And here I’m passing through the little, and really old, town just a couple miles from the fort museum. It’s fallen on hard times. I’ll come back to that museum tomorrow since I’ve paid for 3 nights at the RV park.Next day, I head back to the museum. It’s only a mile from the RV park and I kind of regretted not just riding my bike over here. But the road wasn’t really bike friendly, very narrow margins and high speed traffic. That’s the museum building in the next pic. Some old wagon rusting away. Here’s a view of how the fort originally looked. Well, after the army builders arrived with the plans and they worked on it for a couple years.

After an hours visit in the museum, (I was the only visitor), stepped outside with an informed view of how it might have looked back then. These are shots of the parade grounds.

And that was the end of my 3 day visit to the Crater Lake and Fort Klamath area. Hope you enjoyed looking at my pictures as much as I liked taking them. What a great visit. And the weather the 2nd week of August was excellent. Not to hot up at this higher elevation either.

Thanks for reading!

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3 Responses to Finally…a visit to Crater Lake…

  1. Dawn says:

    Beautiful photos, Jim. And it sounds like a wonderful excursion you had! Glad you finally got to see it. I’d like to get there some day as well.

    Thanks! And it was great. So much so that I’d have no problem going again. There’s a RV park right inside the park, that would work fine for a few days.

    Electric co. said they’d get the meter in this week (today is Thurs.) and I hope so. Then if the temps drop again by Wed. I can use the engine heater to start up. Also, I can get the fridge going (it’s been off all this time, of course) and see how that goes while loading up the last things.

    Yea on getting electric. I’ve used my engine heater several times this year as I’ve headed south. Sure makes for quick starts on cold mornings. BTW, they are thermostat controlled so you can leave it on overnight if you want. The refer you’ll want to turn on 24 hours prior to filling it.

    I did have a little mouse issue. Then I bought a bunch of Iris Spring soap and sliced it up and laid it all around the perimeter and inside the basements. I caught 4 mice, total (in traps) and none since I put the soap around. Took everything out of the compartments and found the start of one little nest, but I think I nipped it in the bud. But not before they did chew a bit of the car shield I had in there.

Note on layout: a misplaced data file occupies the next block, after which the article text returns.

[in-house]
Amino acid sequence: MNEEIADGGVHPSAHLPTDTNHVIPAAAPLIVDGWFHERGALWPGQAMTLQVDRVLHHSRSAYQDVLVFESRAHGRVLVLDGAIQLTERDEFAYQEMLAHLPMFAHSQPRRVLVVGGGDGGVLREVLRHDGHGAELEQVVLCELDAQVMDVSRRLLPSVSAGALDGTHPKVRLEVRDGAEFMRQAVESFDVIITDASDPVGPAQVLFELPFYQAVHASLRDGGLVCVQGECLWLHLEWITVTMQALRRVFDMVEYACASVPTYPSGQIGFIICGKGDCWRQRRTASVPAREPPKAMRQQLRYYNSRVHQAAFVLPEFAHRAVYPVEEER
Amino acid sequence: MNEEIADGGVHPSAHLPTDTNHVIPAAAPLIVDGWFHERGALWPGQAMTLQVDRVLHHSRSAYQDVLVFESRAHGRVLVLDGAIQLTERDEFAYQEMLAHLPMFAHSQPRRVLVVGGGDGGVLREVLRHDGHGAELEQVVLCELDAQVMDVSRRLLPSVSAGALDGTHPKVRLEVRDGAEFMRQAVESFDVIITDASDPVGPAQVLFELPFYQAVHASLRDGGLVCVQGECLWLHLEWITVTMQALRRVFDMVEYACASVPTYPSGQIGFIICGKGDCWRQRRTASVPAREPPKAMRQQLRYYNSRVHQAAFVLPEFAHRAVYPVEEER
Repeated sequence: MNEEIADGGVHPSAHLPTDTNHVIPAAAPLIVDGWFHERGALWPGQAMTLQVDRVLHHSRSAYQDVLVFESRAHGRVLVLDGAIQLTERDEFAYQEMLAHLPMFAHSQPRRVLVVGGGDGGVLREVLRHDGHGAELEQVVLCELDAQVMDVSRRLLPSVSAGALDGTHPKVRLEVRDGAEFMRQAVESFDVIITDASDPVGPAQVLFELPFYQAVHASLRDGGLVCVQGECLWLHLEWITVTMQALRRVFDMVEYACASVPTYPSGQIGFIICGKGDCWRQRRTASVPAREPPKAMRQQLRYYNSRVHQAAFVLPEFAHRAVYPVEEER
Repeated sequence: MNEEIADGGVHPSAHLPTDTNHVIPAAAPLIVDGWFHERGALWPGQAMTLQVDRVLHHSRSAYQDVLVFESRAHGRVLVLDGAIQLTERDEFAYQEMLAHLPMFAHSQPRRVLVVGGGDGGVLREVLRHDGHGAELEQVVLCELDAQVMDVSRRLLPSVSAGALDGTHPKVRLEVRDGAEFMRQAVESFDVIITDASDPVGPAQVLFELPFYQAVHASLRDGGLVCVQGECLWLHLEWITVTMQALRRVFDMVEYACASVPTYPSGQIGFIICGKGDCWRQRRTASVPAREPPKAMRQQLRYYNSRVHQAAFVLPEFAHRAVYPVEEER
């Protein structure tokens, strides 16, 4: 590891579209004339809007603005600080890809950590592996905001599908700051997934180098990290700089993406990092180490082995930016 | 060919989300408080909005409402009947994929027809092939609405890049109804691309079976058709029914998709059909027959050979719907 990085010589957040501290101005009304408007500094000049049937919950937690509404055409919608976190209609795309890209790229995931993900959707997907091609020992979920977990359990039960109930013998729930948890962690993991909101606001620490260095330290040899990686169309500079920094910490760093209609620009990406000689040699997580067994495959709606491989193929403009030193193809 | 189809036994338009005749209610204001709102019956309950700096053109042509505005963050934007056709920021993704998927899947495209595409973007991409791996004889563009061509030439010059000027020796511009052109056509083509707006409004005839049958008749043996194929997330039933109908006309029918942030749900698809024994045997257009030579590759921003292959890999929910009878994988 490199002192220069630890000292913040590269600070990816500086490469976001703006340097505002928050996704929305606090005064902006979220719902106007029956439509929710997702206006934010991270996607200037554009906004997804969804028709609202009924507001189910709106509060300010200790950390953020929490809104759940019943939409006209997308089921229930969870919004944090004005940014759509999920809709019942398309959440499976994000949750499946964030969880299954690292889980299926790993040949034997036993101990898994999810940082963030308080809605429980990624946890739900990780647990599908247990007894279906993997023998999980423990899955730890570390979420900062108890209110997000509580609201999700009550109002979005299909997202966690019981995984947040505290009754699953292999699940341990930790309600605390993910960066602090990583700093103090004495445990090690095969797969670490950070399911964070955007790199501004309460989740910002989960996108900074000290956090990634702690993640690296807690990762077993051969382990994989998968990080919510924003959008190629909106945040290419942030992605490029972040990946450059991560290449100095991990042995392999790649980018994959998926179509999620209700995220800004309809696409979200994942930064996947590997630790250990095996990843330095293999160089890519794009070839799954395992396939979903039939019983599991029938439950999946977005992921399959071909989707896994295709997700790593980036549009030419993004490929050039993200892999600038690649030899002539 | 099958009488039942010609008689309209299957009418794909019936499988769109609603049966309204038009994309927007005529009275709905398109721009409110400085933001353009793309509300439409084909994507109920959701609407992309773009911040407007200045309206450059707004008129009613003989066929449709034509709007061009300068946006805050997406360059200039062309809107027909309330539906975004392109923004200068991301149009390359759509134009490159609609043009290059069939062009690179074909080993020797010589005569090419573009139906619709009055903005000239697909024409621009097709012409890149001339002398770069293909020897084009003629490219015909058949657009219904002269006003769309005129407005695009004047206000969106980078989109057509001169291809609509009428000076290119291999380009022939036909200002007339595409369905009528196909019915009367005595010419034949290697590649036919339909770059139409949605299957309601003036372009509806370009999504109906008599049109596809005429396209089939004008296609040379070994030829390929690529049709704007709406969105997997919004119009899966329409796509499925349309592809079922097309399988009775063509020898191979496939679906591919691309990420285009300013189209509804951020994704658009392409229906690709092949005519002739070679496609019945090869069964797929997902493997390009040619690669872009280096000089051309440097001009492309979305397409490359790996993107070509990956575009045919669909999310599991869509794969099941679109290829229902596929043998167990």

So I’m waiting to put clothes and linens in until the day before leaving …just in case.
    I hate those little buggers…so destructive…!

    I think you mean Irish Spring. Yeah, I put slices of that on top of the tires. Inside, I put packets of Fresh Cab around the house. Available from Amazon. Works great. Didn’t see any sign at all of mice during or after my stay at Lake Tahoe.

  2. Van says:

    Very interesting and informative travelogue. Your post is the first one I open in the inbox on my email. Have enjoyed your commentary and pictures. Also, thanks to you and your section on repairs, etc., I have been able to do some of the “intricate” repairs on my coach. Wife and I will settle in for the coming Ohio winter; but, come spring we’ll hit the road. If you are ever in Ohio, check out some of the state park RV campgrounds. Five or six now have full hookup sites at rates well below private campgrounds.
    Keep up the great running commentary! Very enjoyable!

    Thank you Van. Happy to have contributed to your repairs in some small way. I’ll be heading over that direction next spring and I’ll check out Ohio’s parks as you suggest. Thanks for the advice.

  3. SamG says:

    Don’t know if another company makes them now. But the Boyertown body co.. (Pennsylvania) made trollies for many years. I was hired to fabricate body parts a few months before they closed. The buildings are gone except for 2 used as an Antique car and truck museum which is very interesting. And a local tourist passenger train stops on the old lot.
    A lot of pics here. Seeing the snow makes one expect temperatures were colder. You didn’t think of fishing when you visited the lake?
    Happy travels, Jim.

    I’ve seen many of those retro trolleys all over the country in the last few years. We have an original one at the Lake Tahoe site where I volunteer.

    The temps were very mild while I was there. Short sleeves and long pants. But I carried a jacket in the car. Well, it was mild until that storm rolled in. There was thunder, lightening, and a sudden downpour. I just happened to reach a enclosed viewpoint when it started and had my jacket so it worked out. Up on the edge there were some massive lightening bolts and crashing thunder. Got really close too.

    Yes, I did consider fishing.
    This is what the Crater Lake Trust says about it, “Fishing. You don’t need a license to fish in Crater Lake, but you will need to be agile. The only access is at the foot of the Cleetwood Trail, or on Wizard Island when boat tours are running. The rainbow trout and kokanee salmon in Crater Lake were originally planted in 1888 by William G. Steel.”

    There are also boat tours and I was considering one when I came on the traffic jamb and massive crowds of people getting down to the docks. You have to take a staircase down a couple hundred feet I believe. Must have been 1,000 parked vehicles or more. And likely 2,000 people. So…no thanks. Too crowded.